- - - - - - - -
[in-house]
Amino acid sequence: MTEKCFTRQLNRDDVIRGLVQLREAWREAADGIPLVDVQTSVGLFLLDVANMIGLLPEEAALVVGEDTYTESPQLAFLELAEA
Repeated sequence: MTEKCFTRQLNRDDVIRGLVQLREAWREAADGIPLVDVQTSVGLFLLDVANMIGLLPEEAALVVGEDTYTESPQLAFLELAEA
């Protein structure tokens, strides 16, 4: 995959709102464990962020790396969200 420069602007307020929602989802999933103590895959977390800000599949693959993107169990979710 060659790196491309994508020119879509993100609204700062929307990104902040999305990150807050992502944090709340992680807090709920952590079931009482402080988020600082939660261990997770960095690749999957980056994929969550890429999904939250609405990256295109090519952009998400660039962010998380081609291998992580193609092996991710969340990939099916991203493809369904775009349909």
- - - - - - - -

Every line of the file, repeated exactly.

[in-house]
Amino acid sequence: MTEKCFTRQLNRDDVIRGLVQLREAWREAADGIPLVDVQTSVGLFLLDVANMIGLLPEEAALVVGEDTYTESPQLAFLELAEA
Repeated sequence: MTEKCFTRQLNRDDVIRGLVQLREAWREAADGIPLVDVQTSVGLFLLDVANMIGLLPEEAALVVGEDTYTESPQLAFLELAEA
């Protein structure tokens, strides 16, 4: 995959709102464990962020790396969200 420069602007307020929602989802999933103590895959977390800000599949693959993107169990979710 060659790196491309994508020119879509993100609204700062929307990104902040999305990150807050992502944090709340992680807090709920952590079931009482402080988020600082939660261990997770960095690749999957980056994929969550890429999904939250609405990256295109090519952009998400660039962010998380081609291998992580193609092996991710969340990939099916991203493809369904775009349909």